One of my biggest regrets of the festival is not getting an opportunity to explore the Canadian Retrospective program, celebrating the work of director and cinematographer Michel Brault, in more depth. The one token entry I was able to catch, and one of my “holy-grail” films for a while now, was Edgar Morin and Jean Rouch’s groundbreaking Chronique d’un eté (Chronicle of a Summer), in which Brault served as cinematographer. As a Brault biographer noted, introducing the film, Chronique is an extremely uneven film, a series of dialogues and interviews among a swath of Parisian society during the summer of 1960 (the biographer rather cattily commented that most of the more interesting segments can be attributed to Brault). Admittedly, the film does start out very slowly, and I found myself fighting the urge to doze. But as the film goes on these rather extended clips of interviews (which was later termed cinéma vérité), at turns funny, touching, even harrowing, all become extremely compelling, and the influence of the style can be observed in everything from reality television to “confessional” YouTube clips. It’s more of a film to admire than to really love—but the film does manage to transcend its dusty historical importance through the reverberations, for better or worse, that we are still being felt today.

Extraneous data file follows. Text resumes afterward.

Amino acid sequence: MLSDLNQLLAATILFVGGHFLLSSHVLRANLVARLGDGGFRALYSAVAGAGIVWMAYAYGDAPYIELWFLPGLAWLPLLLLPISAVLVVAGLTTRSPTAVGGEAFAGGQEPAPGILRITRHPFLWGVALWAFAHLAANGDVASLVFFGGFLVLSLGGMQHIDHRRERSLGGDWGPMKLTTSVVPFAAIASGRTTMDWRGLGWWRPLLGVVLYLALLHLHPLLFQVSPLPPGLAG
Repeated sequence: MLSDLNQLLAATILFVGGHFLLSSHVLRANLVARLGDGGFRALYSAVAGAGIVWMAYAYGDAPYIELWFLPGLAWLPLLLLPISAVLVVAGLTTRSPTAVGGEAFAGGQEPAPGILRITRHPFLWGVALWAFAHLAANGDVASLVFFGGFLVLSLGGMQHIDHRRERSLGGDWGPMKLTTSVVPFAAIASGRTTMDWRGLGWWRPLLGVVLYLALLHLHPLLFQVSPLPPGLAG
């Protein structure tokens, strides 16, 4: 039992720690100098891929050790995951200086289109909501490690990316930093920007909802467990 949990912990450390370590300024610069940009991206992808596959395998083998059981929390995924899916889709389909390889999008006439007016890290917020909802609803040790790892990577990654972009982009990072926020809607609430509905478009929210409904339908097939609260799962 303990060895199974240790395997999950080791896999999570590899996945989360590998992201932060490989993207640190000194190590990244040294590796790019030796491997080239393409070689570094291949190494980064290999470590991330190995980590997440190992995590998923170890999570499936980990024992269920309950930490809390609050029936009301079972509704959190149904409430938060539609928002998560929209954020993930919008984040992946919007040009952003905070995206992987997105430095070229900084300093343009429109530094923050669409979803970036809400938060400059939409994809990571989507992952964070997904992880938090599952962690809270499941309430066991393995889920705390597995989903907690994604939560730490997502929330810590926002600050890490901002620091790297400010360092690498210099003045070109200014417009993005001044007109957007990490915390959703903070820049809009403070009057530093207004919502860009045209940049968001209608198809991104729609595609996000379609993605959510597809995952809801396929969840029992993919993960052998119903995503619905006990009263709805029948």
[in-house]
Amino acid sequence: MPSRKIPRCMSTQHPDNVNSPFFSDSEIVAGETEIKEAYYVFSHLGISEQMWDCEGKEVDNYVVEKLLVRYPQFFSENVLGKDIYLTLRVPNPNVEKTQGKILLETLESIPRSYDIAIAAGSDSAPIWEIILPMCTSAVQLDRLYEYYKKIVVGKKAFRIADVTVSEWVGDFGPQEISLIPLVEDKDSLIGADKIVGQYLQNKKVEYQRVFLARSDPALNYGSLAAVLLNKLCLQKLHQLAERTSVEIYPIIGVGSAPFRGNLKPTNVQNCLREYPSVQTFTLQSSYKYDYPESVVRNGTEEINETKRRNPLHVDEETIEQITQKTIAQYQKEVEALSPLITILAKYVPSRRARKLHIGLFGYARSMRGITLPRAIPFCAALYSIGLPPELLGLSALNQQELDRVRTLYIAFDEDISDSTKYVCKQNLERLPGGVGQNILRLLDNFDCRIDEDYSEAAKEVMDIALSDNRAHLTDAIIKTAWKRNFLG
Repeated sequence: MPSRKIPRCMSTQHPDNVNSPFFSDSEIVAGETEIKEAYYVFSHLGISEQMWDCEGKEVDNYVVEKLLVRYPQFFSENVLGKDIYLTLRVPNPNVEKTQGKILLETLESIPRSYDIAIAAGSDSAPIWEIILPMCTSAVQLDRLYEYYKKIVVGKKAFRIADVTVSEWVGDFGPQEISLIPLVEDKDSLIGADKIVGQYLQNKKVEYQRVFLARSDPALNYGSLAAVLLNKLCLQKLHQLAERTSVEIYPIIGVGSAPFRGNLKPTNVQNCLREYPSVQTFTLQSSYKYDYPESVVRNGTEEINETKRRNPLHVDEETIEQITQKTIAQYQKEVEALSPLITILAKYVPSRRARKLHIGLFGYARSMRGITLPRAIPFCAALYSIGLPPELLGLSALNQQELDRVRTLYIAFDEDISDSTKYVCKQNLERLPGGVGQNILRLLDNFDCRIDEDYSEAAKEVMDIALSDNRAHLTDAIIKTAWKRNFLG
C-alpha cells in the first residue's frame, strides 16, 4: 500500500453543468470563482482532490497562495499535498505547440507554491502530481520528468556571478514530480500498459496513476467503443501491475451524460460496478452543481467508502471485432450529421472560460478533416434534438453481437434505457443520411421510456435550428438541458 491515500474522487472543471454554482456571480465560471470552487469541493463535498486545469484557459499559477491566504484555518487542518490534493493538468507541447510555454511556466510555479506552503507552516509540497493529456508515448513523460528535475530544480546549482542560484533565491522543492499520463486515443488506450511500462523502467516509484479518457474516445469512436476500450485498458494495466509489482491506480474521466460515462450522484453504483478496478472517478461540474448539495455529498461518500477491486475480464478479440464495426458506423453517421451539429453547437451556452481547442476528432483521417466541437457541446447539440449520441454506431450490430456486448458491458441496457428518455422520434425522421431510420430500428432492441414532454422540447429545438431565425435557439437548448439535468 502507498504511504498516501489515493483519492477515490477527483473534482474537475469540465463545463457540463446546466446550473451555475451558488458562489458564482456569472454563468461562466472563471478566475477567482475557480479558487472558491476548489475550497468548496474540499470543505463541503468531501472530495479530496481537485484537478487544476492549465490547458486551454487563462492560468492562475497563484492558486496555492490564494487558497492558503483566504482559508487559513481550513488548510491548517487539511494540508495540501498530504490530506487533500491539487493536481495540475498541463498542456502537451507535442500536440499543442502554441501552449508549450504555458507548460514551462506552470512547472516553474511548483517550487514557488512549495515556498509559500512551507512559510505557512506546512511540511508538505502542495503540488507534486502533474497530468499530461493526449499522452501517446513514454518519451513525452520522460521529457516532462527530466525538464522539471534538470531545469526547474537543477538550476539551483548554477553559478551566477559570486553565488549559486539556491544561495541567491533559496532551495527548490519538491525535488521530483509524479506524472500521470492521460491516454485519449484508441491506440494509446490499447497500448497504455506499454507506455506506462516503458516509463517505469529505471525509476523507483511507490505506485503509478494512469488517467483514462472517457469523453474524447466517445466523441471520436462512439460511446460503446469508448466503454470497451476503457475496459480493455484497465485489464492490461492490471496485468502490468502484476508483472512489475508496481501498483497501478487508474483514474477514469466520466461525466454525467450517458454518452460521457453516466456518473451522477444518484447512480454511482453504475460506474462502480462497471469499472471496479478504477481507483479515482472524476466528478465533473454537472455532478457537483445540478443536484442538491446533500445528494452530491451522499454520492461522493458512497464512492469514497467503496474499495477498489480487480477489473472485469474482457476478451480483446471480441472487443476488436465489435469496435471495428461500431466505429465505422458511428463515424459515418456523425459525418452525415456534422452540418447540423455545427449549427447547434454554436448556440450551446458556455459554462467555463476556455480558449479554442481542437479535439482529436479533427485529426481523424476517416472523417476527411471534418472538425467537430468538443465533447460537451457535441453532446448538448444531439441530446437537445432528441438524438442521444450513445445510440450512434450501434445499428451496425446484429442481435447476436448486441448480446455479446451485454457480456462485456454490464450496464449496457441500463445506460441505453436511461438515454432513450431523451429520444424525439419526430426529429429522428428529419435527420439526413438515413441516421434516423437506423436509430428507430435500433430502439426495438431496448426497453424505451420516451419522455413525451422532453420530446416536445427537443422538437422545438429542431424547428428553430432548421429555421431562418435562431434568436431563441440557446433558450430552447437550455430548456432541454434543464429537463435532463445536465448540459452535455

Two days before I left for Toronto I received in the mail via Greencine a DVD of Ingmar Bergman’s 1960 Oscar-winning The Virgin Spring. I sent it back the next day, unseen, hoping that I’d be able to get a ticket for TIFF’s showing of the film, being presented by its star, legendary actor Max von Sydow. Maybe the act of blind faith served as a good luck charm, because I was indeed able to get a ticket for the screening, ultimately one of the highlights of the festival. The film itself is a return to Medieval Scandinavia and many of the themes and elements that Bergman first explored so brilliantly several years before in The Seventh Seal resurface in varying degrees. Inspired by a traditional Swedish folk tale, the film revolves around the tragic circumstances surrounding the murder or the beautiful, petted daughter of a wealthy farmer played by von Sydow, and (inevitably, since this is Bergman we’re talking about here) the crisis of faith it inspires. Dramatically shot by Sven Nykvist (it was the first of many collaborations between director and cinematographer), the film is certainly not among my favorite Bergman films, but contains a lot of moving, quintessential Bergman moments, particularly von Sydow’s harrowing spiritual (and physical) breakdown. Astutely, von Sydow called the film “a drama of the two faith,” the clash of the “heathen” codes of faith being replaced by Christianity.